Explore the fabled Farallones via the islands' only webcam.

Get a rare view of the Farallon Islands' craggy peaks and rocky shorelines and scan the islands for marine mammals and birds. Our high-definition webcam is newly restored and now streaming live from a lighthouse atop Southeast Farallon Island.

Click the orange "Join the Queue" button to wait your turn to control the camera (it could be a few minutes), then select a cam view from the drop-down menu.

The webcam is a partnership of the Point Blue Conservation Science, U.S. Fish and Wildlife Service, and the California Academy of Sciences. Thanks to the Santa Cruz Island Foundation for donating a new camera to this project. Also, thanks to TwoP LLC for supporting the telecommunication system of the Farallon Islands National Wildlife Refuge—read a case study of the project here.

About the Farallon Islands

The islands of the Farallon Islands National Wildlife Refuge are managed by the U.S. Fish and Wildlife Service and are located nearly 30 miles off the coast of San Francisco. The Farallones host globally significant wildlife populations, including hundreds of thousands of seabirds and thousands of seals and sea lions. They are also a place of science where biologists from Point Blue Conservation Science study this complex ecosystem every day of the year, looking at the data to find ways to guide conservation and restoration of the islands in the face of climate change and other threats.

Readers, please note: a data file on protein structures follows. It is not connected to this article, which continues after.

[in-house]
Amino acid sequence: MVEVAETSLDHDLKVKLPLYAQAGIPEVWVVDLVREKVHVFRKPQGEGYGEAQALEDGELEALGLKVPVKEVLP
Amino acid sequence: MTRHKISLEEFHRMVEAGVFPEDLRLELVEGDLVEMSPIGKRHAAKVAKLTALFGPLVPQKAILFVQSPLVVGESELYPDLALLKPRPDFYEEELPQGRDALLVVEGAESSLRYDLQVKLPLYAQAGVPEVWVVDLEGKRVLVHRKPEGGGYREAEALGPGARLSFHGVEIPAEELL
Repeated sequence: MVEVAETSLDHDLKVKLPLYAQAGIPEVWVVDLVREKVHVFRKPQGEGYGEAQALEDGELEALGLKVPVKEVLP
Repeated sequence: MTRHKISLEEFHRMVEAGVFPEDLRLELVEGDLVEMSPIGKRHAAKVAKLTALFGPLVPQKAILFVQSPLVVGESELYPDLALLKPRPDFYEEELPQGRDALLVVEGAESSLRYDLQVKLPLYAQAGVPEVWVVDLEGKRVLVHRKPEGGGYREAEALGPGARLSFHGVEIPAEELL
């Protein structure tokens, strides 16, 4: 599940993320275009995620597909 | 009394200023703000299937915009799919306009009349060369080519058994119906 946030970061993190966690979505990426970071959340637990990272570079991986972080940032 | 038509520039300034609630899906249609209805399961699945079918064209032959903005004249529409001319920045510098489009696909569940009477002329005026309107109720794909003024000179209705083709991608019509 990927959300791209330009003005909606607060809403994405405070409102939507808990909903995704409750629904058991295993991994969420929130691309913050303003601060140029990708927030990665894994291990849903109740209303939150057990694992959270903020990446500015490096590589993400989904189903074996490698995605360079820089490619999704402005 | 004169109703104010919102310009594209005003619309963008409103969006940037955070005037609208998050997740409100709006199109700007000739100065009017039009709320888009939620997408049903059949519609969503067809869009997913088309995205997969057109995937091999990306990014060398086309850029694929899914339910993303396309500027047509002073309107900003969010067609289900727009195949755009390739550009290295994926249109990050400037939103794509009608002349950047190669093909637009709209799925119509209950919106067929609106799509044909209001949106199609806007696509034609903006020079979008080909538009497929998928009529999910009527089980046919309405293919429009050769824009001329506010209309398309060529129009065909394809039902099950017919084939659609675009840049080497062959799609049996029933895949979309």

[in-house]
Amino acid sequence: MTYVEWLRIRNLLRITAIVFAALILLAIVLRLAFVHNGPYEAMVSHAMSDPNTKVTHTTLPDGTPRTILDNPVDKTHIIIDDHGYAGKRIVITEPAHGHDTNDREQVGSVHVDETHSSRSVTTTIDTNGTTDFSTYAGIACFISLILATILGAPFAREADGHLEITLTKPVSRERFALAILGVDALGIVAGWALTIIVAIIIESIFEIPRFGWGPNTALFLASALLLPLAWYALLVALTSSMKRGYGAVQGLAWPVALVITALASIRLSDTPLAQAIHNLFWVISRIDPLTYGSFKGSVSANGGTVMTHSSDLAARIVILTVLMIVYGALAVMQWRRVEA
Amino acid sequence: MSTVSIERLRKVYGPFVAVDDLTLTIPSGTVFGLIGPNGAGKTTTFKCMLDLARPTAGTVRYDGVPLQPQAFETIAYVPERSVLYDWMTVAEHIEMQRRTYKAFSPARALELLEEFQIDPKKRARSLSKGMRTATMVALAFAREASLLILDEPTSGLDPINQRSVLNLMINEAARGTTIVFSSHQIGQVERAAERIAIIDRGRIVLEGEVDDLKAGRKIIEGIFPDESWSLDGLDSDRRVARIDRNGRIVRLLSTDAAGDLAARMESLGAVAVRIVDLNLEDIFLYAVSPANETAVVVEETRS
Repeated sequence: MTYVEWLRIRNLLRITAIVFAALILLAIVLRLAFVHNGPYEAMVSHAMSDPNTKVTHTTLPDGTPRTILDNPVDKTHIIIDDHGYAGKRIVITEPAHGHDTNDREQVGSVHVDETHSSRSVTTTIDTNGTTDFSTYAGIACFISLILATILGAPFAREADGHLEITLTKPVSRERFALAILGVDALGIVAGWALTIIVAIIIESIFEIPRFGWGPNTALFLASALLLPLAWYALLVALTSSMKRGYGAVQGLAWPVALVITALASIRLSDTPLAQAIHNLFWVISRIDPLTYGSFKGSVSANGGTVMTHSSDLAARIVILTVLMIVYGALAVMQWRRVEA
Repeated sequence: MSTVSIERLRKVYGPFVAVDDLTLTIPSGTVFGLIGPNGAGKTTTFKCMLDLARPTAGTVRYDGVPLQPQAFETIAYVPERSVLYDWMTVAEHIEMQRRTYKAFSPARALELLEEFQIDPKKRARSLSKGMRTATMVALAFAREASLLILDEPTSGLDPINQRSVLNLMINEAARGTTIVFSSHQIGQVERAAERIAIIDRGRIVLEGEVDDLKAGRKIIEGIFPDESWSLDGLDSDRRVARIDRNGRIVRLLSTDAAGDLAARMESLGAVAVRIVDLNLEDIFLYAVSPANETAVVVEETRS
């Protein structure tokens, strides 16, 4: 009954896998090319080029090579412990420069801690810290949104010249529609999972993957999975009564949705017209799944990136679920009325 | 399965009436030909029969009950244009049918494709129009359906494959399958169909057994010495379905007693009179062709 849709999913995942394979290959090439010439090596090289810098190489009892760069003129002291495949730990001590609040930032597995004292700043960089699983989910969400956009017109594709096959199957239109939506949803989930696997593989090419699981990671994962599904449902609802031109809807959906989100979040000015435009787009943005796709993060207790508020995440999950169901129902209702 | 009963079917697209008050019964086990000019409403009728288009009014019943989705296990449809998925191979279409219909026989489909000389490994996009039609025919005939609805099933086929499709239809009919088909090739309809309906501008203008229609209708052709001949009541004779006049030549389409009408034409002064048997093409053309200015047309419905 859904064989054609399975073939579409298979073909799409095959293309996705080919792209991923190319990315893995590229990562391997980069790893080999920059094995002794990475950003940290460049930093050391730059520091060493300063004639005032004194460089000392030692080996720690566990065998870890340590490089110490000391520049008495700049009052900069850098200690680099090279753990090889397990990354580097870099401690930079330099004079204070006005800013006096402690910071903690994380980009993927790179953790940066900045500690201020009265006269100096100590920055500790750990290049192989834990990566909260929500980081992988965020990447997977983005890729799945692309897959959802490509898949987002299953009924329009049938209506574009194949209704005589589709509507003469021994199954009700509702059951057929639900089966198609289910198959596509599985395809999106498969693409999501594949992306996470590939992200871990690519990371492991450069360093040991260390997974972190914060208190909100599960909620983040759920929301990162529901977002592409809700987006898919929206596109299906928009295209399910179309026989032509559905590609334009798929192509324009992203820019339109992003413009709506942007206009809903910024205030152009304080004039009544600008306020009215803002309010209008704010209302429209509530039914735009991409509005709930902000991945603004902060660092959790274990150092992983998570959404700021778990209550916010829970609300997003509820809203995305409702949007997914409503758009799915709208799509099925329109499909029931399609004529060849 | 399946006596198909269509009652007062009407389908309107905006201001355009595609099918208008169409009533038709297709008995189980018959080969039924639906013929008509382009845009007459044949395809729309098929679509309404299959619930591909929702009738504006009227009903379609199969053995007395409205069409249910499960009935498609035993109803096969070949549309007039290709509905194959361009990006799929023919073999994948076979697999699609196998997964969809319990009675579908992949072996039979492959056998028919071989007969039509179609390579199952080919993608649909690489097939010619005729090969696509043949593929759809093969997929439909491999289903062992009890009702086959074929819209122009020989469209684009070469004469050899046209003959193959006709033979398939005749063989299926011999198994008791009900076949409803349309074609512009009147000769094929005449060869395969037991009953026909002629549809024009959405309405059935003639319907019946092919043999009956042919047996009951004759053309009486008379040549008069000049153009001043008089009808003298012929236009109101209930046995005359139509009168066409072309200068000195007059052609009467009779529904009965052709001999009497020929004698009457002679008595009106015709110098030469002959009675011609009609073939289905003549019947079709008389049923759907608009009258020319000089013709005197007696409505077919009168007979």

Because of the important and sensitive seabird and mammal populations that use the Farallones as breeding grounds, the islands are not open to the public. They are accessed only by a small number of wildlife biologists and resource managers. Point Blue Conservation Science has been doing science and training the next generation of scientists on the islands since 1968 in partnership with the U.S. Fish and Wildlife Service.

  • Webcam installed on Southeast Farallon Island. Photo by Tim Pozar
    The Farallones webcam is installed atop a lighthouse on Southeast Farallon Island. Photo: Tim Pozar
  • A seagull flies over the Farallon Islands. Photo by Tim Pozar
    A seagull flies over the craggy peaks of the Farallon Islands. Photo: Tim Pozar
  • Elephant seals resting on the rocky Farallon Islands. Photo by Tim Pozar
    Elephant seals rest during breeding season on the Farallones. Photo: Tim Pozar 
  • A winch is used to raise boats out of the water on Southeast Farallon Island. Photo by Tim Pozar
    A winch is used to lift boats out of the turbulent ocean and onto Southeast Farallon Island. Photo: Tim Pozar

Species guide

What to watch for:

Year-round: California sea lions, Western Gulls, beautiful island landscapes
December–February: breeding elephant seal colonies
March–August: breeding seabirds
September–November: transient wildlife like migratory birds, whales, and great white sharks


  • Cassin's Auklet*
  • Rhinoceros Auklet*
  • Ashy Storm-Petrel*
  • Western Gull
  • Brandt's Cormorant
  • Pelagic Cormorant
  • Double-crested Cormorant
  • Tufted Puffin
  • Common Murre
  • Pigeon Guillemot
  • Black Oystercatcher

Marine mammals

  • Steller Sea Lion
  • California Sea Lion
  • Northern Elephant Seal
  • Harbor Seal
  • Northern Fur Seal
  • Humpback Whale
  • Gray Whale
  • Blue Whale

* nocturnal species

Technical difficulties?

The Farallon Islands are remote and weather there is extremely unpredictable, with varying windy, wet, and salty conditions. If you notice anything that doesn’t seem quite right with the webcam, please let us know by sending an email to webcams@calacademy.org.